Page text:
In Ireland we see… the world sees… a land where, if God was understood, beauty does exist but the strife of man is apparent. Unrest of man, as it comes to God, comes from concern for man or against (another believing differently than one does) mankind… not from practicing the love God tells us to have for one another. I’m very sure there are good people on both sides of the aisle (in this case… the Emerald Isle) and the problems come from something internal- made manifest in the external world we see. The world does not focus on the good… the beauty of the people themselves (sadly) but it is the confusion of the strife which is then fixated on. Such is the way of the world… to focus on the minute and lose sight of the mountain, unless it is a mountain of their own creation. Hence, Ireland is the same as the world is, in this regard, and rendered but a microcosm to the greater problems we see in the world today. If peace is the goal… the answer, then peacefulness should also be seen coming from those claiming to be ‘peaceful’ or espousing peace as a goal. There will continue to be strife in Ireland as long as there is envy or difference seen as better than those doing the violent acts against another- both were created in the image of God… are they not? If God is to be understood at all… love for our fellow man should be the resultant expectation- the results of the fruit of love to be seen and then known throughout the land.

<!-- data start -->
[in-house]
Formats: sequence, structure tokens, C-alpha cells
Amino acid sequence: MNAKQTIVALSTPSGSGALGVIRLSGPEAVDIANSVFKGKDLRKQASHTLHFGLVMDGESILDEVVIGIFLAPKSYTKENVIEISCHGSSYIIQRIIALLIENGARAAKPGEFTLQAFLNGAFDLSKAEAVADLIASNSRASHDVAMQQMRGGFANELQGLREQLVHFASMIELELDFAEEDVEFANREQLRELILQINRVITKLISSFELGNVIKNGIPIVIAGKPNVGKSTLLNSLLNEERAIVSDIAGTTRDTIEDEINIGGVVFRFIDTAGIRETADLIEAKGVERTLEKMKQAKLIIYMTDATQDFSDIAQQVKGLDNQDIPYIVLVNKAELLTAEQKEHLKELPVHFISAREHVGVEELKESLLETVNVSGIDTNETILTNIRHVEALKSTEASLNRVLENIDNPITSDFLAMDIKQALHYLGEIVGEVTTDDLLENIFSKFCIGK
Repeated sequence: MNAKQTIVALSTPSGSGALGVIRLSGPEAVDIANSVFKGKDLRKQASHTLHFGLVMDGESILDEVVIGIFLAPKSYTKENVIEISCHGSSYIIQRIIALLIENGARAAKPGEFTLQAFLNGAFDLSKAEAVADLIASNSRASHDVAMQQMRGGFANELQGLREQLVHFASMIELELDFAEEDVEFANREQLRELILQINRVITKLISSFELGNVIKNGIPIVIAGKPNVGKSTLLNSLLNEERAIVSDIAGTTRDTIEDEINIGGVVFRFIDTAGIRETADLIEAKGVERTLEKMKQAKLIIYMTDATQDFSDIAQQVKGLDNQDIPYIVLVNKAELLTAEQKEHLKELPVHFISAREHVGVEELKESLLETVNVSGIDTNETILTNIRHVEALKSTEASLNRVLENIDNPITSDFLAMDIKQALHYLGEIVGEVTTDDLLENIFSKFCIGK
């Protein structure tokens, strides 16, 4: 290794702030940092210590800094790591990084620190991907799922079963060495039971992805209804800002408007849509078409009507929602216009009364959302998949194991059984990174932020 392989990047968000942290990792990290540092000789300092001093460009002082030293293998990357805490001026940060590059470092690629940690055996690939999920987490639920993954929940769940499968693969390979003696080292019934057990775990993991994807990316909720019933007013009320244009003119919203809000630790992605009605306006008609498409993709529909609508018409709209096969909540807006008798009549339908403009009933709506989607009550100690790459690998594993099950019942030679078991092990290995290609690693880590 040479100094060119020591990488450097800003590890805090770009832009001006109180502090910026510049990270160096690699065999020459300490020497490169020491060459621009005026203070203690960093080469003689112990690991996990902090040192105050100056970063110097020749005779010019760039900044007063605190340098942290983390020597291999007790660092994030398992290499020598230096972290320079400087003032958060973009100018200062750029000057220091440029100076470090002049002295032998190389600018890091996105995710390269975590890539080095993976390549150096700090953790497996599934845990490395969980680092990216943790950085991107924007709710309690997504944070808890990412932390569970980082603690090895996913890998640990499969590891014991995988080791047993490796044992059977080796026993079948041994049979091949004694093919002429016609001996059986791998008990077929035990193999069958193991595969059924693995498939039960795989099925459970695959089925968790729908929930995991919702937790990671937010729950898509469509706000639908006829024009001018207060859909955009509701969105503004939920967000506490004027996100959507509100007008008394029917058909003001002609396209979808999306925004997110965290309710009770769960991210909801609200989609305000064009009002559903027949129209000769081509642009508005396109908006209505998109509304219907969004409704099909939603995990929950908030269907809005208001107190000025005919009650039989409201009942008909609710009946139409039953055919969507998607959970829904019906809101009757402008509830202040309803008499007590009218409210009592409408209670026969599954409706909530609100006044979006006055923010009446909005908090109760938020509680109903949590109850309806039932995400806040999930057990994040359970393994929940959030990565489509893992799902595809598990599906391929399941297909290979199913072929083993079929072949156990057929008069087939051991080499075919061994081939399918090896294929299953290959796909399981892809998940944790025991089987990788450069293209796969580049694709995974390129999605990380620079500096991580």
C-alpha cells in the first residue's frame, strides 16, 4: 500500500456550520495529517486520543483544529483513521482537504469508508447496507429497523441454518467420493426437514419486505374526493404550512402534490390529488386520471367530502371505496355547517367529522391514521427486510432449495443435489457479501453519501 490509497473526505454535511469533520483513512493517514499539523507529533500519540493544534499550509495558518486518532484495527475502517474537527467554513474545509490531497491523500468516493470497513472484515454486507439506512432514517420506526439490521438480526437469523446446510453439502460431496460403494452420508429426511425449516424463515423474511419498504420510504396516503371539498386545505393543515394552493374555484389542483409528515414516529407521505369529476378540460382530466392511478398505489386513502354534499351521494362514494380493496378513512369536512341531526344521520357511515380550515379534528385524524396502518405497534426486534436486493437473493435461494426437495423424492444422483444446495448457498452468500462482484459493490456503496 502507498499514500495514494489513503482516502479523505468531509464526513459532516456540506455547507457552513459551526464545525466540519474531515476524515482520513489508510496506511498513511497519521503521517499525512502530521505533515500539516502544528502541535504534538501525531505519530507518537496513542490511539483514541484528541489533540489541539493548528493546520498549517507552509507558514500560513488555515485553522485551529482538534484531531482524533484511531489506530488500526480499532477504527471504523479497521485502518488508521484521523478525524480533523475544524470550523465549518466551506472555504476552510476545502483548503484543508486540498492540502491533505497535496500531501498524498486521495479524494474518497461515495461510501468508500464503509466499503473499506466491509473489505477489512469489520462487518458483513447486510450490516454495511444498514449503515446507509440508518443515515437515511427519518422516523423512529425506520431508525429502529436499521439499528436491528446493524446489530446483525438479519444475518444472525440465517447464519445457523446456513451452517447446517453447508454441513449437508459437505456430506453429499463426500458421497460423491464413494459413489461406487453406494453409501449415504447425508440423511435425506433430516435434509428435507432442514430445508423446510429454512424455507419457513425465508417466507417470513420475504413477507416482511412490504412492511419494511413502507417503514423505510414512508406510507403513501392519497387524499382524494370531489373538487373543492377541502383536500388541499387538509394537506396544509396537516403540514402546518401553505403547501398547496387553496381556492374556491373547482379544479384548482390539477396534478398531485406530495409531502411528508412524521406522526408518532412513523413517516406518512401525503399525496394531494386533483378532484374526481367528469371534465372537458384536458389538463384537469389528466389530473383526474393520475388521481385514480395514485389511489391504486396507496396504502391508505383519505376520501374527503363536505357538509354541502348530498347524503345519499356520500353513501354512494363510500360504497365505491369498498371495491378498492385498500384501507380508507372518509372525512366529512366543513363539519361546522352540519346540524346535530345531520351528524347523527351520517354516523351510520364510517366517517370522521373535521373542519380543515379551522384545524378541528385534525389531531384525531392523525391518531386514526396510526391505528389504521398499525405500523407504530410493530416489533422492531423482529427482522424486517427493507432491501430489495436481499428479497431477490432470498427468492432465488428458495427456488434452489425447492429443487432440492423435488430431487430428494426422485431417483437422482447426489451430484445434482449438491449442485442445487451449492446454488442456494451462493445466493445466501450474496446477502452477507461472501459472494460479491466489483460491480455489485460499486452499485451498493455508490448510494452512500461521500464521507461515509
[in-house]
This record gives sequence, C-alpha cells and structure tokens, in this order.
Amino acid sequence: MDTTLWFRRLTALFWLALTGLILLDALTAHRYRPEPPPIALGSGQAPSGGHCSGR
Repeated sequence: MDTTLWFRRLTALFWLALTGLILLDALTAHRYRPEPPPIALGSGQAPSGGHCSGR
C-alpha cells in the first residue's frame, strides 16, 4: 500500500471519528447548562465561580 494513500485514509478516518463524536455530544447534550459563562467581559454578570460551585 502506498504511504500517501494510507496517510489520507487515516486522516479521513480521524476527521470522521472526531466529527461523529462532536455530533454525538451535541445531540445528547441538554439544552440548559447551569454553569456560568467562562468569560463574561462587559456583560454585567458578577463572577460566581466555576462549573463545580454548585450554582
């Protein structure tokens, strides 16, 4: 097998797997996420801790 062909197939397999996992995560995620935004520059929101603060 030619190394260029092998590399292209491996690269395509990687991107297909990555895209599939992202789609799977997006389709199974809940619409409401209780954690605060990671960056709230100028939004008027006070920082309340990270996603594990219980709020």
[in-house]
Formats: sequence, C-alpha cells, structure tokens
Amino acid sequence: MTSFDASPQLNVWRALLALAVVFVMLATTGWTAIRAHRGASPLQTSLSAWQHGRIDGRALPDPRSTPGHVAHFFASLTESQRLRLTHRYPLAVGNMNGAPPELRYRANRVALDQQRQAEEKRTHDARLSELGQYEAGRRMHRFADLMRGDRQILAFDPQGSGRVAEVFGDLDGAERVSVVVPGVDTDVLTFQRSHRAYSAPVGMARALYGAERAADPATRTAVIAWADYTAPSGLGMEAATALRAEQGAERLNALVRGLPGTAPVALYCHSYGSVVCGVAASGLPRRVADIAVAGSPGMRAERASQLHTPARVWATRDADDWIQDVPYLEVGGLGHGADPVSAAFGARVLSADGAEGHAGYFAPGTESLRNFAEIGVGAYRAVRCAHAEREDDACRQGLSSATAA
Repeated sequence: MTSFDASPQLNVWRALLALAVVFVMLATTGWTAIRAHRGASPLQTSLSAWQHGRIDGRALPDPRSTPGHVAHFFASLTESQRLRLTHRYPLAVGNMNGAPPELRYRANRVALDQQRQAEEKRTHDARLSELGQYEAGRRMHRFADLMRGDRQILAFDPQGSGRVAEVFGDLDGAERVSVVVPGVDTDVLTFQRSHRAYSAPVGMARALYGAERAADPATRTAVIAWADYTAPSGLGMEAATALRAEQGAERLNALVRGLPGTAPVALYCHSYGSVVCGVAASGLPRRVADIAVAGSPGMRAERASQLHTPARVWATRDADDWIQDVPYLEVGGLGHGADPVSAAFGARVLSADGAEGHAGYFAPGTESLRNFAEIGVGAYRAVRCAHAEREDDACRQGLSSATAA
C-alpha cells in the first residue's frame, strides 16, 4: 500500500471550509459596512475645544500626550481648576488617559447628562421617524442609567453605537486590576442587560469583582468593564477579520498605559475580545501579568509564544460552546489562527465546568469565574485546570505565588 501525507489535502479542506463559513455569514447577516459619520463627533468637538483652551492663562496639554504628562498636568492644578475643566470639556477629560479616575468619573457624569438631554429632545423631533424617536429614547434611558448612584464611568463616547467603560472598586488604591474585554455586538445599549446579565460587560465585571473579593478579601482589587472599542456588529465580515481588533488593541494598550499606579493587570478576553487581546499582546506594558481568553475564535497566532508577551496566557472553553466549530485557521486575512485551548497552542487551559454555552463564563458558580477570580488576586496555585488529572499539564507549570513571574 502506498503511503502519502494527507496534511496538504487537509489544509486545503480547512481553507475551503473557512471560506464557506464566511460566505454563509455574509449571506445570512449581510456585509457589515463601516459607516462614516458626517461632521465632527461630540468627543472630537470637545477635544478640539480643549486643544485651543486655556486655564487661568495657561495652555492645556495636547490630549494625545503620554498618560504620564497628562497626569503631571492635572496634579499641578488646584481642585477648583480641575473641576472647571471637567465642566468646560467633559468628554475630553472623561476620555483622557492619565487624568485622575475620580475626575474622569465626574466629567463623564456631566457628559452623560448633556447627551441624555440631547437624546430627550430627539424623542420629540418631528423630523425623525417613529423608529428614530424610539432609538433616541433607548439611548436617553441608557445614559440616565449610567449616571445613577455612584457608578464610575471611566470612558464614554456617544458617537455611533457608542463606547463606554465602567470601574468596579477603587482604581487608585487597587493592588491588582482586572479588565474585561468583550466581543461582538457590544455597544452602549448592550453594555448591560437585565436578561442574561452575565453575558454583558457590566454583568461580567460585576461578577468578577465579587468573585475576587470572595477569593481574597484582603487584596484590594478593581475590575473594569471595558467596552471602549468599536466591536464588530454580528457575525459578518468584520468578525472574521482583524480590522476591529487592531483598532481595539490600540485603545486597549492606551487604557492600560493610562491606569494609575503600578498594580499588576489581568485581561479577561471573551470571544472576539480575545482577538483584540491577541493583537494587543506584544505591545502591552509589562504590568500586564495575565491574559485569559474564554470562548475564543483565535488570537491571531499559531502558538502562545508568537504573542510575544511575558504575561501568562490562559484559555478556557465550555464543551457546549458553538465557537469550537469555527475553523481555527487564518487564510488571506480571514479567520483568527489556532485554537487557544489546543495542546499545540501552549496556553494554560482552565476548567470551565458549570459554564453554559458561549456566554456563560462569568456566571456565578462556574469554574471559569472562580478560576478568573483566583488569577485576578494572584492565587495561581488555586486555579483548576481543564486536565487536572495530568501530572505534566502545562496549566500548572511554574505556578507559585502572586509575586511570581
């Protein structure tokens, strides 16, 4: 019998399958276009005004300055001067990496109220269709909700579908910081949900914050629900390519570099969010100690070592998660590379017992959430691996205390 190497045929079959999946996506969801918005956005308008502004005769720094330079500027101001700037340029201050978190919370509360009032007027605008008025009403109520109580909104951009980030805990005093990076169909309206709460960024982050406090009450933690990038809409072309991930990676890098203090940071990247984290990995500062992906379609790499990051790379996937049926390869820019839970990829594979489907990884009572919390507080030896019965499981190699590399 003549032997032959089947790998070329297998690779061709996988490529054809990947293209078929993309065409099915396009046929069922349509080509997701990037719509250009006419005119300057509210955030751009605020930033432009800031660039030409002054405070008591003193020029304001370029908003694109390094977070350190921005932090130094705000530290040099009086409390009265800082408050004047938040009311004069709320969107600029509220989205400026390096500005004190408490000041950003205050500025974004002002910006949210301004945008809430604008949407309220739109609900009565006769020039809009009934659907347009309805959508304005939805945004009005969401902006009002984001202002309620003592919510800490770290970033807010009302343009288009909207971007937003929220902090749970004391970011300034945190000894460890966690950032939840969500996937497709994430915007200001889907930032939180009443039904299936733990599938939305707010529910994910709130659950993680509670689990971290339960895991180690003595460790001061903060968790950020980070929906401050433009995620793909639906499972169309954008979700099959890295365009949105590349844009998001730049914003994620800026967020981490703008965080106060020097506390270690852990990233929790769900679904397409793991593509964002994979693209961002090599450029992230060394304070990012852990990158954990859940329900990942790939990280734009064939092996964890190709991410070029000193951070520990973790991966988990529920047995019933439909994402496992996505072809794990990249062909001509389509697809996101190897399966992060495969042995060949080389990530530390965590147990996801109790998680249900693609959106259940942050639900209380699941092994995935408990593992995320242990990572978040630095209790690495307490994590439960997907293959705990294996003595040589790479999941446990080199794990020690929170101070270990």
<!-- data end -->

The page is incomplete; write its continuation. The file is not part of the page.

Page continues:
As with the world, it is then forbearance and kindness toward one another that shall be infused with the knowledge we then share, and what we share we should do so in love. It has been said,”Love makes the world go ’round’, and what better way for the world to know we do understand love by not doing what we say we’re against but what we (honestly) believe to be true. Truth of our beliefs is seen in the actions we take, and when they reach out to harm someone… to injure or maim it will inure the children to episodes of such violence and they will do no better themselves. If amelioration is the goal… to improve upon what was done in the past, let’s get to it and do what we should- love one another as we would do for our own. Yes… we are our Brother’s keeper- this will never change. Plan nothing to hurt another! This does not mean we have to like what our Brother does… it just means we should not take action against them- for they know not what they do! There is to be no judgement to another’s actions, for judgement belongs to the Lord God Himself. Hate the sin but love the sinner, just as God sees us all, for Jesus loved us all enough to die for us when we (ourselves) were yet sinners.